Privacy in social networks

How to protect your privacy on social networks

More and more people are signing up to social networks. This is particularly true among young people.

With more people joining it is less obvious whether social networks are being used as a global communication tool in a business and professional field, or whether its main use is to strengthen existing connections by other new means.

In social networks, people tend to act as they do in their non-virtual environment, which may include offensive behavior and provocative self-expression. Mimicking these properties online might cause severe damage.

Keep in mind the following rules and remember: they are relevant not only for your child's profile, but for your own as well.

  1. Be aware. Know which networks your child is active on, take a look at their profile once in a while, see who they are friends with, who is in contact with your child and what the general tone is.
  2. Know who to contact when necessary. If you have encountered inappropriate material, or other forms of harassment, know how to report it to the site manager.
  3. Maintain your privacy. In every network, under the preference tab, you can set your privacy settings, i.e. who can see your child's account, which details will be exposed and to whom, whether his/her pictures will be exposed, and other settings. Don’t be afraid to set strict settings, so that only friends can view the content your child uploads.
  4. Don’t disclose personal information. Update your profile with neutral information that cannot be tampered with. Don’t publish personal or private information, e.g. address, school location, ID number, telephone number and such.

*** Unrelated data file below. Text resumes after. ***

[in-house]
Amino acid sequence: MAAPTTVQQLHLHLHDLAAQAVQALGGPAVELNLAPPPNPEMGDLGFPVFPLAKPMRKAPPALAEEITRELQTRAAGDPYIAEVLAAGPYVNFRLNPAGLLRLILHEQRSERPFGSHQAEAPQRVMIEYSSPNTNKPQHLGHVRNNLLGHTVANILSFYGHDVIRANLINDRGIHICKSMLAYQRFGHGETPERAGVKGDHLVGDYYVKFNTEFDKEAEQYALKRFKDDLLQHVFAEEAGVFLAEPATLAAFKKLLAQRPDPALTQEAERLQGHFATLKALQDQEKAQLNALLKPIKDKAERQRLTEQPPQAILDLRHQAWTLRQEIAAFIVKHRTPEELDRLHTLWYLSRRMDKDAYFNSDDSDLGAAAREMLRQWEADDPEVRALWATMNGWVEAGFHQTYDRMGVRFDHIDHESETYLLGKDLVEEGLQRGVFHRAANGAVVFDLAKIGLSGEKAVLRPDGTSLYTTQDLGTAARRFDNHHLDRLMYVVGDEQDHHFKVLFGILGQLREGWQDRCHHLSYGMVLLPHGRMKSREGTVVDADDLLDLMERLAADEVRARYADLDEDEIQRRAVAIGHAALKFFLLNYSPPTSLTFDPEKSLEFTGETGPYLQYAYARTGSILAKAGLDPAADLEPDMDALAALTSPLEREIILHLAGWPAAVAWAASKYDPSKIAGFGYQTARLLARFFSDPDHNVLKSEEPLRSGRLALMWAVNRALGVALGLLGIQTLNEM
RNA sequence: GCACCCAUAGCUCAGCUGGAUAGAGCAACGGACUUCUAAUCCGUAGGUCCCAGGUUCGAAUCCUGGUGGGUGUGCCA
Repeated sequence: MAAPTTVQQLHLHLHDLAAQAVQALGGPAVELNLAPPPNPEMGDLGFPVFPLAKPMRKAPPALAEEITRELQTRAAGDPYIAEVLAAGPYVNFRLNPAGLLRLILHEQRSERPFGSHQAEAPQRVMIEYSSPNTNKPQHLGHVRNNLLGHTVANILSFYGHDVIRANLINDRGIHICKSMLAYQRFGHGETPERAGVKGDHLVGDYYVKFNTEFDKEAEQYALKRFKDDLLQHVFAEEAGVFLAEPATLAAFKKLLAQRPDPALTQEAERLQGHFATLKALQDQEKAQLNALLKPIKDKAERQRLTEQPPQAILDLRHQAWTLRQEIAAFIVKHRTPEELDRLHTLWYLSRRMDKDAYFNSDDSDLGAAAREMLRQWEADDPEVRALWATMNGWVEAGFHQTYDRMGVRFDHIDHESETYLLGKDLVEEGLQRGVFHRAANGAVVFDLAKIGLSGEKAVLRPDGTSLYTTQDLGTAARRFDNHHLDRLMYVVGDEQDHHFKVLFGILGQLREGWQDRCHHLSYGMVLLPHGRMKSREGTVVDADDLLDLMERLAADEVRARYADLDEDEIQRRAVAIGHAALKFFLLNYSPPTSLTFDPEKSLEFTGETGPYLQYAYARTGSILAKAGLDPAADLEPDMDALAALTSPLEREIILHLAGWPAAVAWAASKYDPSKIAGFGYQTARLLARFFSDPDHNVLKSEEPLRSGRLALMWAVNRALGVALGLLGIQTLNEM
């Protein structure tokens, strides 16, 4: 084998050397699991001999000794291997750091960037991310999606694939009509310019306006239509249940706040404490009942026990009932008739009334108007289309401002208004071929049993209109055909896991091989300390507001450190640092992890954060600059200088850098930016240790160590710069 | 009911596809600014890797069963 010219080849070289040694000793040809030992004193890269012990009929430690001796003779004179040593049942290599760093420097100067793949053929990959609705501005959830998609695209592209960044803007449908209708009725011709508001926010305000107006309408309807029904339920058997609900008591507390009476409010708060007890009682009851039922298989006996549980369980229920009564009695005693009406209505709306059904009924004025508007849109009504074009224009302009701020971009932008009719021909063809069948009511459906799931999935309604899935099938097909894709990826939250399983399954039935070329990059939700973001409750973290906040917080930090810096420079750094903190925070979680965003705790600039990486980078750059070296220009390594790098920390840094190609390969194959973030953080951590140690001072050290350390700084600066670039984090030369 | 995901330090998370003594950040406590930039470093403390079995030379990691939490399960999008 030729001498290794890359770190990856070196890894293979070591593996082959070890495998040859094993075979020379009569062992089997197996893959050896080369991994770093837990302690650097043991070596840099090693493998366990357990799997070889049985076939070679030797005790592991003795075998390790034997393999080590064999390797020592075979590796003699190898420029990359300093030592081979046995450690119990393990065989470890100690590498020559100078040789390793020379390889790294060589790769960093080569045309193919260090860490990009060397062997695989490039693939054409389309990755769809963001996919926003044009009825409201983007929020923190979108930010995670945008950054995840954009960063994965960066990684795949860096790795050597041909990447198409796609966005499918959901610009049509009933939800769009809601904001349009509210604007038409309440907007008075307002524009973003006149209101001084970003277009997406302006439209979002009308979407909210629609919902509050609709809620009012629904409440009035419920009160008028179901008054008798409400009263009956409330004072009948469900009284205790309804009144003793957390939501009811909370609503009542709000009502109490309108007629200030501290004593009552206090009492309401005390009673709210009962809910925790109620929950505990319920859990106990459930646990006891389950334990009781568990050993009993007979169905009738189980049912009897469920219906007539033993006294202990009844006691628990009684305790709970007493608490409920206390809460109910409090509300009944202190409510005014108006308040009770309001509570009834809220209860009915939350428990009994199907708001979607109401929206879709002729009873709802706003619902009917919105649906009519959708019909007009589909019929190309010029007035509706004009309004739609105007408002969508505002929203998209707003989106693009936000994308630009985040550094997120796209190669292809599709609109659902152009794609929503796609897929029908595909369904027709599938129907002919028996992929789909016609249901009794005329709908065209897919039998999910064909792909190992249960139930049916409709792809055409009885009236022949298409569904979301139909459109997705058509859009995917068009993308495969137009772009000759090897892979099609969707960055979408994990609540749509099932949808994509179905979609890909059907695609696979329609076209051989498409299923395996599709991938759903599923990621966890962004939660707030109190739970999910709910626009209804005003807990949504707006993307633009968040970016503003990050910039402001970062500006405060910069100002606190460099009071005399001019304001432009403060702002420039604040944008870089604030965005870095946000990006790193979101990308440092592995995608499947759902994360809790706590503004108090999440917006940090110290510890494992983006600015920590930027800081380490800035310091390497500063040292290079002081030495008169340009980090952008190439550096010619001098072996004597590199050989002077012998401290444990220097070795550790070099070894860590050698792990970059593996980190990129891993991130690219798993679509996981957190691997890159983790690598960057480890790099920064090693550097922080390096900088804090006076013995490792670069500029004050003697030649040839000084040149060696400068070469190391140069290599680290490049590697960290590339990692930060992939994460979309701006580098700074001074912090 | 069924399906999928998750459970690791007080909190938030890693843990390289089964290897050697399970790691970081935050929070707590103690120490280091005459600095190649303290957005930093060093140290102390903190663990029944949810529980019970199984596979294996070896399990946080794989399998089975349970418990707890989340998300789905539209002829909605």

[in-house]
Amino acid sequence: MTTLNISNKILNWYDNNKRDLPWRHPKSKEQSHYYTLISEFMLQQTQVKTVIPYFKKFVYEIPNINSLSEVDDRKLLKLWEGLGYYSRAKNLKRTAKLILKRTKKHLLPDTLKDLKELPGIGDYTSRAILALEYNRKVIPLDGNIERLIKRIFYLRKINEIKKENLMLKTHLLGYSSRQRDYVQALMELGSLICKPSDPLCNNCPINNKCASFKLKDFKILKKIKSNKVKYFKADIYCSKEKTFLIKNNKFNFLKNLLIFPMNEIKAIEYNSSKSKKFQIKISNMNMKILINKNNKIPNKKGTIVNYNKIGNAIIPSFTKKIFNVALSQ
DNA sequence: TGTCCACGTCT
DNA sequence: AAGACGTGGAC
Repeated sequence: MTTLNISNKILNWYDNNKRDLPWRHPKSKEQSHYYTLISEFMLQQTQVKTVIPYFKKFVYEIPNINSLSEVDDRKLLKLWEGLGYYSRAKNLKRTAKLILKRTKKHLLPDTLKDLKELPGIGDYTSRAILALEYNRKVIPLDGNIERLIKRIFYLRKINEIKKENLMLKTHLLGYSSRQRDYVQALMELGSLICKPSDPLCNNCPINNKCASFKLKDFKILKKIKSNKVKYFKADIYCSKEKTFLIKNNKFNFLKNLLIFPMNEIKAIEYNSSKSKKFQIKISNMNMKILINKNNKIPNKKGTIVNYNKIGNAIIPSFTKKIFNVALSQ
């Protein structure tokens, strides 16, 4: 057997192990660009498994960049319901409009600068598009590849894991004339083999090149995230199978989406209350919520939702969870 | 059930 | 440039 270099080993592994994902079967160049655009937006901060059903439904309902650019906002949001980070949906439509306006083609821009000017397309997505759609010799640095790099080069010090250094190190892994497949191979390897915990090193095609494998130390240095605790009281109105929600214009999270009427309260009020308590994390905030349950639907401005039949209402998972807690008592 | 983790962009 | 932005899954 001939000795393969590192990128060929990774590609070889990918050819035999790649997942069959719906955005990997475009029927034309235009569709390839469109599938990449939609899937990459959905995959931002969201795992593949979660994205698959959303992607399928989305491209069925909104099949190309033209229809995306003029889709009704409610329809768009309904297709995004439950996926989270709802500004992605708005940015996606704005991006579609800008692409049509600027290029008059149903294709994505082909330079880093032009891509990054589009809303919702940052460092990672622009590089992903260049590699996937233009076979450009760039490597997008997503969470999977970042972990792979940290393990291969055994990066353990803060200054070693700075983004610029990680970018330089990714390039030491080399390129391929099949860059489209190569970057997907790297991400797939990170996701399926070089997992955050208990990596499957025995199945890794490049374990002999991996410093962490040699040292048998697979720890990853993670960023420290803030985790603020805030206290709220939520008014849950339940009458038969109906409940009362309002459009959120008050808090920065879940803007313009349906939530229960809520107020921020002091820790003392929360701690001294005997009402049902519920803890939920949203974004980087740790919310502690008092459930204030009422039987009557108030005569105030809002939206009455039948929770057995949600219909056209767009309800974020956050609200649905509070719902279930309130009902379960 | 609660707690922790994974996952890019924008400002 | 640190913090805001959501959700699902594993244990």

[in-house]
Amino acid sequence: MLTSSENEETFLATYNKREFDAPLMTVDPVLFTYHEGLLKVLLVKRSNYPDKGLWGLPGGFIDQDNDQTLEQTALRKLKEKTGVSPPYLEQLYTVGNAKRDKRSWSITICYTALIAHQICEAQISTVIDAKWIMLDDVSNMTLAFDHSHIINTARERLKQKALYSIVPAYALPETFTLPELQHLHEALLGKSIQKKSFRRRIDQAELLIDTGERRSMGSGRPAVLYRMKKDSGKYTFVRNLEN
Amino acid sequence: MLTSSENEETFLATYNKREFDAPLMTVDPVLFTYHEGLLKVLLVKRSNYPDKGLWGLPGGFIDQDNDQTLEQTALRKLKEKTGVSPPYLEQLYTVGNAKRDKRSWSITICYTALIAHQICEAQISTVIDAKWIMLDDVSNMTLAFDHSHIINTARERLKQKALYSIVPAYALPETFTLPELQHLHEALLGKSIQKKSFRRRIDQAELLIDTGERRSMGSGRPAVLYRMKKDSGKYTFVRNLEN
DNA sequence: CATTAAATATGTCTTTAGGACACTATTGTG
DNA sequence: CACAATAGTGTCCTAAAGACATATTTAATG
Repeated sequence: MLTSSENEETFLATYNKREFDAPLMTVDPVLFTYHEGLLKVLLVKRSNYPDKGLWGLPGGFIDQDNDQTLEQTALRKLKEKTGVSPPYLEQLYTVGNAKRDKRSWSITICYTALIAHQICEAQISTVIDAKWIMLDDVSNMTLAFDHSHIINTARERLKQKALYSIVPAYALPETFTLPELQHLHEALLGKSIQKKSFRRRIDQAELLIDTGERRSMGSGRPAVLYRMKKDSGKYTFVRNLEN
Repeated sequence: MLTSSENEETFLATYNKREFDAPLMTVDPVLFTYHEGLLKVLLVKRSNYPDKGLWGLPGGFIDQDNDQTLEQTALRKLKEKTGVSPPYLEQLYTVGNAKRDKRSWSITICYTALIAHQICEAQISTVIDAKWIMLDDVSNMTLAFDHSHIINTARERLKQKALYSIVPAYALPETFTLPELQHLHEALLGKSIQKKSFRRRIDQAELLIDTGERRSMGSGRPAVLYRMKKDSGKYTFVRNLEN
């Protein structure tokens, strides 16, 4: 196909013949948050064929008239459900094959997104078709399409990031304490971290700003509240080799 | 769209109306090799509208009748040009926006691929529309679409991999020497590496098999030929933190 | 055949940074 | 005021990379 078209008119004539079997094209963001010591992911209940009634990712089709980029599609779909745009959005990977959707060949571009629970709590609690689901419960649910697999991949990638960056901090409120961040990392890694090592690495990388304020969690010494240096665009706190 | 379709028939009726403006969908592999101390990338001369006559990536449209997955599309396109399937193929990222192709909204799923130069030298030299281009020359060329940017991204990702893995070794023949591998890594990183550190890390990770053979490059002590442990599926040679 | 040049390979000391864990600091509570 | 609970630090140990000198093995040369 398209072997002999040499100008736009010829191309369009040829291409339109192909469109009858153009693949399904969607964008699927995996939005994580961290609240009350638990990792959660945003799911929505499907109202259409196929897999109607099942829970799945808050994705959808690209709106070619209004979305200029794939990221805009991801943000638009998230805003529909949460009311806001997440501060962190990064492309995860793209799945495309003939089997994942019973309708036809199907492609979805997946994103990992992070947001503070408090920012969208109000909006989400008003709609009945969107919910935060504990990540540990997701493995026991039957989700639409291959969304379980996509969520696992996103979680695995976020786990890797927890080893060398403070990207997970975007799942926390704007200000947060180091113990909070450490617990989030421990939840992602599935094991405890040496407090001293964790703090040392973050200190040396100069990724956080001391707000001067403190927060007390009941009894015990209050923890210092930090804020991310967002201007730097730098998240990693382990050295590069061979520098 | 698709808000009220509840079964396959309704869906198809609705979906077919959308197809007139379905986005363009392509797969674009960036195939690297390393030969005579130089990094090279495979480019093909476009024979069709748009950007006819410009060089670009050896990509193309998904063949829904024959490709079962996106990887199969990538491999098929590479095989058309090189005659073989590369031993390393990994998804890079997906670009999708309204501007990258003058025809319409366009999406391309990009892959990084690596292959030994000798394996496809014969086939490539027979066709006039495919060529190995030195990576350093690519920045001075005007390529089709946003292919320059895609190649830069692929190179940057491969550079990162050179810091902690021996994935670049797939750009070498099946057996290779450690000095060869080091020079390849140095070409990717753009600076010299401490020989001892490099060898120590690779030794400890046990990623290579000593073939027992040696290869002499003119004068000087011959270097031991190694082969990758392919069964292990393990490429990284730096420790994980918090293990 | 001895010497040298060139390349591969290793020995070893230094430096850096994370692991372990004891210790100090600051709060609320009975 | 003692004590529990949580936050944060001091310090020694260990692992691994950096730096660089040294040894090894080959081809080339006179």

5. Define rules - what is allowed for your child to publish and what isn't. Pictures stay online forever, so avoid pictures that expose embarrassing situations, or pictures that may cause trouble in the future. Avoid posting pictures with personal details; the internet is full of people willing to use any piece of information, even if it may seem trivial or irrelevant to you.
  6. Was your child tagged? On the social network Facebook one can "tag" photographs, i.e. notify Facebook friends who is in the picture. Your child may be tagged by his friends from time to time. You should know that these tags can be canceled.
  7. Talk to your child. A good way of insuring your children's safety on social networks is talking to them as equals: asking them about friends, about the incidents they encountered while surfing on a social network, whether their friends are children or grown-ups, what kind of messages they have received. If you have noticed something unusual, sign into your child's profile with him and see what the problem is.
  8. Harassment is wrong. Harassment, bullying, verbal abuse, spreading lies and invasion of privacy occur on social networks just as in real life. Before you allow your child to open a profile on various social network you should explain these issues and encourage him to talk to you if he encounters them.